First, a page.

Secret talks between Hamas, Egypt and Israel

Israel may agree that Egypt's border with Gaza be opened, as part of secret negotiations being held with Hamas

by The Commentator on 16 February 2013 11:40


Sources have claimed that Israel and Hamas have been engaged in a fresh round of 'secret negotiations', with Egypt acting as the interlocutor.

Israel's Channel 2 website reported that the talks are being held as part of the ceasefire agreement between the two sides at the end of November last year. Both sides are commitment to refraining from attacking one another and are expected to 'reach understandings'.

An Israeli delegation apparently landed in Cairo on Thursday to negotiate under a veil of secrecy. According to the understandings reached between the sides, Israel will agree that the Rafah border crossing between Gaza and Egypt be opened for the passage of commercial goods and construction materials.

At the same time, reports in the Arab media have indicated that one of the issues around which the meetings revolve is the terrorist prisoners being held in Israeli prisons.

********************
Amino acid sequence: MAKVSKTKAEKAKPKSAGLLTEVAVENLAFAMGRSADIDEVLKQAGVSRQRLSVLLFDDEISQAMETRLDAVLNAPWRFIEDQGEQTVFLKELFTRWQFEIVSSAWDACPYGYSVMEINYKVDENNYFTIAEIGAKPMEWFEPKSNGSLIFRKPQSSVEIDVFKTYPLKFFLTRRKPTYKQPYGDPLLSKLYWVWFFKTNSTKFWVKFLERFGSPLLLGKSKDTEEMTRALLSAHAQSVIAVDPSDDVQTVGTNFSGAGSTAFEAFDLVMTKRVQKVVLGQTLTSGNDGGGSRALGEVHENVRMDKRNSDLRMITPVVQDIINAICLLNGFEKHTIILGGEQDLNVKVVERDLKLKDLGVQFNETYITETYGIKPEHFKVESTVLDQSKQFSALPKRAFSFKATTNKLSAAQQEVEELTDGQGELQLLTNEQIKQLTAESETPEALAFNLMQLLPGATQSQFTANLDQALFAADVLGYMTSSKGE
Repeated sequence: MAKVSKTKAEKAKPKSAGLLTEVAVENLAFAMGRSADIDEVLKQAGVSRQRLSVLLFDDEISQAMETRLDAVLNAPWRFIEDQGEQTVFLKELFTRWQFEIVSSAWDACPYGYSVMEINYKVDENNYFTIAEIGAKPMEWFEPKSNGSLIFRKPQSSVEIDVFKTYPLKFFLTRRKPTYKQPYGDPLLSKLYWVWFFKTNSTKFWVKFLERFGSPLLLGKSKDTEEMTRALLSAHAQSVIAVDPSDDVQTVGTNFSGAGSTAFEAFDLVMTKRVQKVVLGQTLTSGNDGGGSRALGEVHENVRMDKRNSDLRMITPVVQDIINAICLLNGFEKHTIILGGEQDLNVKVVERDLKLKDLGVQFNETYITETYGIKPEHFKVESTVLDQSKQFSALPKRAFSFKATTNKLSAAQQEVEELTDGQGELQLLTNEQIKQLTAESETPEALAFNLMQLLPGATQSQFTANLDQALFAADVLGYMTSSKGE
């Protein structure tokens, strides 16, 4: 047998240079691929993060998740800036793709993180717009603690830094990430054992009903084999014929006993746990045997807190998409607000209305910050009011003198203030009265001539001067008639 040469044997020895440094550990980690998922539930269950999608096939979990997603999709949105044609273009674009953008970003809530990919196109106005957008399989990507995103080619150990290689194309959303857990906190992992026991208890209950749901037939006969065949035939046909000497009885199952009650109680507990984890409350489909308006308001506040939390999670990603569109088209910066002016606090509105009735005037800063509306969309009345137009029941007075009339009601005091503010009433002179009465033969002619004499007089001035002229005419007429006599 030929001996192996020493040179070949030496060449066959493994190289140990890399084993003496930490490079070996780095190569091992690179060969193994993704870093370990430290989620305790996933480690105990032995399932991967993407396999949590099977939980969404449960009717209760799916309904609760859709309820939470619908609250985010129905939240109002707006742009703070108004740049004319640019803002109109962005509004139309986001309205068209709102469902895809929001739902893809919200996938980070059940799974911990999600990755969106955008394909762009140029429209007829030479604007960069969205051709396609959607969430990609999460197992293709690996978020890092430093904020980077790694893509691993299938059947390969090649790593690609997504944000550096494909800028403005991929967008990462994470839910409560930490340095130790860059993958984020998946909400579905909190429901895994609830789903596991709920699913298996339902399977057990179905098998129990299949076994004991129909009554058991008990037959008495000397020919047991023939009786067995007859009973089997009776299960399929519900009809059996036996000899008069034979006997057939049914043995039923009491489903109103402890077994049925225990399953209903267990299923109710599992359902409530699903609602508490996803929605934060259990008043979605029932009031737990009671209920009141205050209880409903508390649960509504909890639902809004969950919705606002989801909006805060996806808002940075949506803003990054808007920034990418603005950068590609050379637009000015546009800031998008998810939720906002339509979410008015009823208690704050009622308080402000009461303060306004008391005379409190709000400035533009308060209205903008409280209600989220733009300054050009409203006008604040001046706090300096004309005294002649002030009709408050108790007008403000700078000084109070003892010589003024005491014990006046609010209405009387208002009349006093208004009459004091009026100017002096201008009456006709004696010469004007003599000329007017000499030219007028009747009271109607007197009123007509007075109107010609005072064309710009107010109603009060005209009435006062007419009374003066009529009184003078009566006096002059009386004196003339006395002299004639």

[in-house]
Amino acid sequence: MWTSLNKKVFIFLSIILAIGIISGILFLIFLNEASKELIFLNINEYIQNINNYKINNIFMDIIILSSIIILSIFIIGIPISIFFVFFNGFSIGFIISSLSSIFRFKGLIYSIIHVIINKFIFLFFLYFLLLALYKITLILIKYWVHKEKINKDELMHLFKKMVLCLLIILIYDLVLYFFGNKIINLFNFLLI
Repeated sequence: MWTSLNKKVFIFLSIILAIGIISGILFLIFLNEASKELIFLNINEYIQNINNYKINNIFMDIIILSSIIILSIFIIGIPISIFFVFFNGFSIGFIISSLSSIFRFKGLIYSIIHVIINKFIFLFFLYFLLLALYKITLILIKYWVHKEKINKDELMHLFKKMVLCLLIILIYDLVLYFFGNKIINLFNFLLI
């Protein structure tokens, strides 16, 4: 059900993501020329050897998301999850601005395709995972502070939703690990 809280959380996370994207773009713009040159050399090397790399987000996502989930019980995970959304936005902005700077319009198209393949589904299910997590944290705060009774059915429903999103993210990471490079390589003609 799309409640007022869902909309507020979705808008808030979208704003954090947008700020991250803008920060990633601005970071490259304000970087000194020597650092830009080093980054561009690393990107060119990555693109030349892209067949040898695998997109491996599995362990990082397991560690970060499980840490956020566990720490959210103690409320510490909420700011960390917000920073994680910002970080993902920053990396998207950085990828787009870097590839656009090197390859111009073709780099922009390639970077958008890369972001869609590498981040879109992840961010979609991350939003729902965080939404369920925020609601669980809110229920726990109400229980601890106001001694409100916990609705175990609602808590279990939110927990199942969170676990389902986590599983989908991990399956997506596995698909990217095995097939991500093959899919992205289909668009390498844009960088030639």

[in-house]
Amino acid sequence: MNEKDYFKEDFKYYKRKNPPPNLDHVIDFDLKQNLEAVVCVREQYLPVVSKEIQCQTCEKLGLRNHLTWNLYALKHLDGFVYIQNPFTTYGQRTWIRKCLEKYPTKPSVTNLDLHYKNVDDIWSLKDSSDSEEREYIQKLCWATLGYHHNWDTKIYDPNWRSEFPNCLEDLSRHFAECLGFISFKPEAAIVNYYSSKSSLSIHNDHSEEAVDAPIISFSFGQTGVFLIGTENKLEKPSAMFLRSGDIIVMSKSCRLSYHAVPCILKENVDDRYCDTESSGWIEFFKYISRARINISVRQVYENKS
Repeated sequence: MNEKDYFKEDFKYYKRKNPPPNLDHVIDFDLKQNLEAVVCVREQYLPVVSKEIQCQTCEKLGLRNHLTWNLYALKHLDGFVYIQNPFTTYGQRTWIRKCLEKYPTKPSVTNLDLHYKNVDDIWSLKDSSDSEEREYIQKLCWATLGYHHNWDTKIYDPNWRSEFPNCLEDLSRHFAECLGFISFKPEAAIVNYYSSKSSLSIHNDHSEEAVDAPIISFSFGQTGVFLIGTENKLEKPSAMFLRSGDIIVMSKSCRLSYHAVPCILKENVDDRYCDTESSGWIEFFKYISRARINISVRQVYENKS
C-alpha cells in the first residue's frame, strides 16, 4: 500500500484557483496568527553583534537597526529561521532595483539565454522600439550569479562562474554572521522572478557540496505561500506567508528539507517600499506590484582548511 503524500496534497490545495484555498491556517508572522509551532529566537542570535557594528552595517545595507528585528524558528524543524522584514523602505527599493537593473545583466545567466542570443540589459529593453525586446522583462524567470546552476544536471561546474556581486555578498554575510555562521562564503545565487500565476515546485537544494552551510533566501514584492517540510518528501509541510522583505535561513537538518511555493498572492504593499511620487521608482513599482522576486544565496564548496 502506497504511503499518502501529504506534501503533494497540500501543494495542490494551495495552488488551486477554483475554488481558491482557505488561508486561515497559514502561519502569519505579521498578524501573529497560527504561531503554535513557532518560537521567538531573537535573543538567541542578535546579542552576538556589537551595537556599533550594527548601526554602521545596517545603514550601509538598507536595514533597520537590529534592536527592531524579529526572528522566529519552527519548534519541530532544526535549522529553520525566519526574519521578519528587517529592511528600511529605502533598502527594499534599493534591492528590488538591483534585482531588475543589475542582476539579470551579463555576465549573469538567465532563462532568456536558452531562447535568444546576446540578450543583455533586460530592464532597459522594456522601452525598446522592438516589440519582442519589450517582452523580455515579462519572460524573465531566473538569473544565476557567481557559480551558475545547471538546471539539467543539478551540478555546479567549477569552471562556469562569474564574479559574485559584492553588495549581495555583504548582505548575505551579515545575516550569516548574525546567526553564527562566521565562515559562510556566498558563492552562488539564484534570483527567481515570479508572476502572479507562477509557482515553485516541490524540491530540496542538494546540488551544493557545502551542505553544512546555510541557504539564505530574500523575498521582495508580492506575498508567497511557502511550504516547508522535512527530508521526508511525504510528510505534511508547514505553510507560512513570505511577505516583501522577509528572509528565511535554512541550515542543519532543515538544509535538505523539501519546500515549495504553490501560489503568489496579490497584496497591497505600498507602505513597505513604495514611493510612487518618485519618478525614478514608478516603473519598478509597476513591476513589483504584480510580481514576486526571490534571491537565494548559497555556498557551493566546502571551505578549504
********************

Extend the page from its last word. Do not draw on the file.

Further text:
Israeli news outlet Arutz Sheva reports: "Despite the constant claims by Gaza’s terrorist rulers that Israel is imposing a “siege” on the region, Israel has consistently allowed humanitarian aid into Gaza, approving internationally funded and monitored projects in the region. Since 2011, 235 projects have been approved. In September 2012 alone, 16 new projects were approved."

The Commentator this week reported on how Israel often surpasses international expectations with regard to water aid to Gaza. Despite this, activists and legislators are quick to blame Israel rather than Hamas for the poor conditions in the strip.

Israel has tightly supervised the materials which enter Gaza through its crossings and with the borders with Egypt being closed, Hamas has resorted to smuggling in materials, including weapons and explosives, through underground tunnels which connect between Gaza and Egypt.

Hamas apparently makes at least $1 million dollars a day in “tax” money from Gaza smugglers, providing protection to smugglers and collecting payments for the service.

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